Bill Nichols’ Prescription:
Comics
10ccs of Tony Isabella

Tony Isabella is a writer and creator of some of my fave comics, stories, and characters, growing up and now. 

-Bill

 

What inspires you to create and keeps you going?

The need to create, the need to tell stories, is part of my DNA. I used to act out super-hero stories using the Marx soldiers that pretty much every boy of my generation owned by the dozens. My need to create and tell stories has never lessened since childhood. I’ve just gotten better at it over the years.

 

Do you have a set routine?

Sorta. I get up very early every morning to post birthdays, historical notes and remembrances on my Facebook page. I prepare my desk for whatever work I need/want to do that day. I feed our cat, making sure she has fresh water and scooping out her litter boxes.I’ll do little things to help my wife get ready before she drives to her job. Having done all that, I try to squeeze in another hour or two of sleep.

During the day, I work on whatever I need/want to do that day. I’ll take breaks to handle odds and ends. I’ll take meal breaks, during which I watch some TV. I work as late as I need to work to finish the work I had scheduled for the day. However, if it’s not coming or if I get tired, I’ll call it a day and try to do better on the next day.

 

What kind of output do you try to achieve?

If I’m working on a comics script, I shoot for four pages each day. Plus a blog piece or some other prose article.

 

What inspires you WHEN you create? Music? Noise? Silence?

The sheer love of what I’m doing. When I listen to music, it’s instrumental or non-English language. When I don’t understand the language, such as with Japanese or Spanish music, their lyrics are just part of the music. When I do understand the language, the lyrics distract me.

 

Who was the first comic book creator that influenced you to pursue this? When did you realize you could follow this path yourself?

Stan Lee. I’ve been reading comic books since I was four years old. Fantastic Four Annual #1 made me realize making comics was a job and that it was a job I wanted. I began teaching myself how to write comic book stories at the age of twelve.

 

What do you find to be a challenge in creating?

Setting aside the time to do my work. When you’re a one-man operation like I am, there are dozens of business and home things that can get between the writer and the work.

 

What else do you have to learn?

I have to get better at saying “no” to people. There will always be job offers that don’t pay enough to justify the time and effort they will take. There are always convention invitations and interview requests. There are so many demands on my time that, in the past, I’d routinely grant. I don’t like saying “no” to people,  but I am getting better at it.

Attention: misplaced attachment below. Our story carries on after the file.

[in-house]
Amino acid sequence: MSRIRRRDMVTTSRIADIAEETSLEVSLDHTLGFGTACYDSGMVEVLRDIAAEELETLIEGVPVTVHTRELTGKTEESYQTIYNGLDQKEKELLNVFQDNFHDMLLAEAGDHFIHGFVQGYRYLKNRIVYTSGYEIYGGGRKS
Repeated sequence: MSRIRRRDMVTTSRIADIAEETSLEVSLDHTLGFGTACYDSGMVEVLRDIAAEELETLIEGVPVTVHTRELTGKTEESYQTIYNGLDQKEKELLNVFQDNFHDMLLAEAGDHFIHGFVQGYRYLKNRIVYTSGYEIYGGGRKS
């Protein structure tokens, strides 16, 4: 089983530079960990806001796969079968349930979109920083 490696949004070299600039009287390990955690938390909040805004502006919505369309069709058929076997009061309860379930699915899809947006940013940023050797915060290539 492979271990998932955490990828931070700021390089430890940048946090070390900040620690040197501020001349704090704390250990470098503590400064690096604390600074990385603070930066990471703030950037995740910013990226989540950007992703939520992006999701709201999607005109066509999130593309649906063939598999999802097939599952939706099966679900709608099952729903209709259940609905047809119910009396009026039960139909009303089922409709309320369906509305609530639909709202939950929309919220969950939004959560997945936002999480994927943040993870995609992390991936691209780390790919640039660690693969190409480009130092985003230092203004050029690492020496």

What keeps you motivated to get better?

I firmly believe in Pop’s motto from the Luke Cage series on Netflix: “Always forward.” I have no interest in writing comic books the way I did in the 1970s or the 1980s or the 1990s or even one decade ago. I never want to be the nostalgia comic-book writer.I want to write comics that resonates with the entire audience, those of my generation and those of the current generation.

 

Can you turn your brain (creativity) off and on?

Nope. The brain is always working, even when I am asleep. An idea will come to me and wake me up. I’ll jot it down on a pad next to my bed. An idea will come to me while I’m doing something or going somewhere and, as soon as I can do so safely, I’ll write it down for further reference. This is why I have a bucket list of over three hundred things I want to write before I kick the bucket.

 

What advice do you have for aspiring creators?

Get it in writing. Make sure a lawyer goes over contracts before you sign them. Don’t expect any client to give a fig about you beyond your current usefulness to them. Make decisions based on what’s best for you and not the client. Always remember that it’s better to create your own characters and series – characters and series you own – than to be the four-hundredth creator to work on Batman or Spider-Man.

 

Do you ever worry about running out of ideas?

Never. Ideas are easy. Developing them and then finding the time to write them are much more difficult tasks.

 

How do you handle the slow times?

When I don’t have a paying gig on my desk, I work on some of my back-end or personal projects. I let myself take time off to recharge my energy. I still write every day, but I’ll slow my pace so I’m well rested for the next paying gig.

 

How do you feel about the industry?

The comics industry has never operated in a logical manner and likely never well. The decisions made often have me shaking my head in bewilderment. As a storyteller, I pride myself on telling my tales in a logical manner. That skill is useless when it comes to figuring why a company does “this” instead of “that.”

 

Jack Kirby once said that comics will break your heart. It’s true to some extent. But they will also mess with your mind if you let them. Try not to let them do that.

Do you have a website?

TONY ISABELLA’S BLOGGY THING:

http://tonyisabella.blogspot.com/

 

Answers © 2018 Tony Isabella

To comment on this interview, go to the ShoutFyre forum at: http://shoutfyre.com/community/billsnicholsprescription/tony-isabella/

Bill Nichols

Author, Artist, Editor for ShoutFyre.com
Bill is the creator of Arteest & Ursula comics, writer for Ringtail Cafe, co-creator of Savage Family, writer and inker of HellGirl: Demonseed. Editor for ShoutFyre and Sketch Magazine. Co-author of Camelot Forever novel series.